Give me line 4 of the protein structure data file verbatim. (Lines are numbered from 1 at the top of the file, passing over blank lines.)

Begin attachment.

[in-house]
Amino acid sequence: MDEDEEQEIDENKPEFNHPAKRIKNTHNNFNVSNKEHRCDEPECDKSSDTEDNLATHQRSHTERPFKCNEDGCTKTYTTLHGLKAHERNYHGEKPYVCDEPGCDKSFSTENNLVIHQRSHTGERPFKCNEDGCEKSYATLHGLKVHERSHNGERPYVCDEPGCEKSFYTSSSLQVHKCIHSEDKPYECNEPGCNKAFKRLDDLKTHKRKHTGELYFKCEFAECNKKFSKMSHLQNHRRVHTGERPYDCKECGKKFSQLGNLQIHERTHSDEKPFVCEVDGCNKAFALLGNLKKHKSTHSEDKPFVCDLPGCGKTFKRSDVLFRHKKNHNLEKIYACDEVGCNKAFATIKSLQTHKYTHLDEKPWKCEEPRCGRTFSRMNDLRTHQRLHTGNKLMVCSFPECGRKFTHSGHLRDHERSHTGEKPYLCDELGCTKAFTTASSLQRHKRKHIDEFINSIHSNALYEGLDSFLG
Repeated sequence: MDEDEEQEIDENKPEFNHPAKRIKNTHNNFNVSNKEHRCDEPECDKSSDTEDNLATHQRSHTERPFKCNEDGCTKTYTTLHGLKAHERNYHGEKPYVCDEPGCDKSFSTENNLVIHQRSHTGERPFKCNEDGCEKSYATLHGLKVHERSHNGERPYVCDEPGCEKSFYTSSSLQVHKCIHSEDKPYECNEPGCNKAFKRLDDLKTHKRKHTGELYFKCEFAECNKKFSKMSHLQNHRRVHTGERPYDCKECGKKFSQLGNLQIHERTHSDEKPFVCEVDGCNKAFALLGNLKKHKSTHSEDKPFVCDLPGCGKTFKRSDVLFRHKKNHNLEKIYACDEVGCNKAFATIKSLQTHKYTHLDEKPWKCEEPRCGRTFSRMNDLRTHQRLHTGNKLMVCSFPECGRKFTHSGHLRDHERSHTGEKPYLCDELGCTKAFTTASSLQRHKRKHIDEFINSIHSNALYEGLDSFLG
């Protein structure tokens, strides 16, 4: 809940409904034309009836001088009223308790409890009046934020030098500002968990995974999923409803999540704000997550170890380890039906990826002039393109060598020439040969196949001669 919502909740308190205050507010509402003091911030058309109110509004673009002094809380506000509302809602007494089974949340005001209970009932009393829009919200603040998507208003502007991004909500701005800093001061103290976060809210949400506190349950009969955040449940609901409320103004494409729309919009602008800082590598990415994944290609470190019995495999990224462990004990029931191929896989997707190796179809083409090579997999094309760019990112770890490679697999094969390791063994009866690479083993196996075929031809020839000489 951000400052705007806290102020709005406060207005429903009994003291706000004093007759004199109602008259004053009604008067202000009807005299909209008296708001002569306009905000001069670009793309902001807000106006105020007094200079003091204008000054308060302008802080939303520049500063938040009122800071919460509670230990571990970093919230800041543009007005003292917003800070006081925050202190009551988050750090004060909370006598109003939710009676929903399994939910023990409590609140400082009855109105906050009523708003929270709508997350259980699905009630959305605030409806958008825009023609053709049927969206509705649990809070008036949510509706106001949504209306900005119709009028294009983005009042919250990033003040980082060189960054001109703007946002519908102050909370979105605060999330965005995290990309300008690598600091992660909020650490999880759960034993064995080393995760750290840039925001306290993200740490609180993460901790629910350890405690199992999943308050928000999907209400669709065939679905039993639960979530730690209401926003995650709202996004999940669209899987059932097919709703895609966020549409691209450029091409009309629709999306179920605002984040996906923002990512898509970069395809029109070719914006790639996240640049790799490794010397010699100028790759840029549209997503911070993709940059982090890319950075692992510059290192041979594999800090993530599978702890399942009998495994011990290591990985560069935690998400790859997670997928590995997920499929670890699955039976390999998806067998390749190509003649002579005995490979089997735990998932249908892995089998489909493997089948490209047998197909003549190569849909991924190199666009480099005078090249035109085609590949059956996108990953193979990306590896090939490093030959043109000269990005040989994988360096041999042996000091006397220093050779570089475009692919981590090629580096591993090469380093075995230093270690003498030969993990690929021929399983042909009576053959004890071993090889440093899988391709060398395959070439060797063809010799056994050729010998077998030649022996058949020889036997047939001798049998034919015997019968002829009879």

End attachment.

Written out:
């Protein structure tokens, strides 16, 4: 809940409904034309009836001088009223308790409890009046934020030098500002968990995974999923409803999540704000997550170890380890039906990826002039393109060598020439040969196949001669 919502909740308190205050507010509402003091911030058309109110509004673009002094809380506000509302809602007494089974949340005001209970009932009393829009919200603040998507208003502007991004909500701005800093001061103290976060809210949400506190349950009969955040449940609901409320103004494409729309919009602008800082590598990415994944290609470190019995495999990224462990004990029931191929896989997707190796179809083409090579997999094309760019990112770890490679697999094969390791063994009866690479083993196996075929031809020839000489 951000400052705007806290102020709005406060207005429903009994003291706000004093007759004199109602008259004053009604008067202000009807005299909209008296708001002569306009905000001069670009793309902001807000106006105020007094200079003091204008000054308060302008802080939303520049500063938040009122800071919460509670230990571990970093919230800041543009007005003292917003800070006081925050202190009551988050750090004060909370006598109003939710009676929903399994939910023990409590609140400082009855109105906050009523708003929270709508997350259980699905009630959305605030409806958008825009023609053709049927969206509705649990809070008036949510509706106001949504209306900005119709009028294009983005009042919250990033003040980082060189960054001109703007946002519908102050909370979105605060999330965005995290990309300008690598600091992660909020650490999880759960034993064995080393995760750290840039925001306290993200740490609180993460901790629910350890405690199992999943308050928000999907209400669709065939679905039993639960979530730690209401926003995650709202996004999940669209899987059932097919709703895609966020549409691209450029091409009309629709999306179920605002984040996906923002990512898509970069395809029109070719914006790639996240640049790799490794010397010699100028790759840029549209997503911070993709940059982090890319950075692992510059290192041979594999800090993530599978702890399942009998495994011990290591990985560069935690998400790859997670997928590995997920499929670890699955039976390999998806067998390749190509003649002579005995490979089997735990998932249908892995089998489909493997089948490209047998197909003549190569849909991924190199666009480099005078090249035109085609590949059956996108990953193979990306590896090939490093030959043109000269990005040989994988360096041999042996000091006397220093050779570089475009692919981590090629580096591993090469380093075995230093270690003498030969993990690929021929399983042909009576053959004890071993090889440093899988391709060398395959070439060797063809010799056994050729010998077998030649022996058949020889036997047939001798049998034919015997019968002829009879």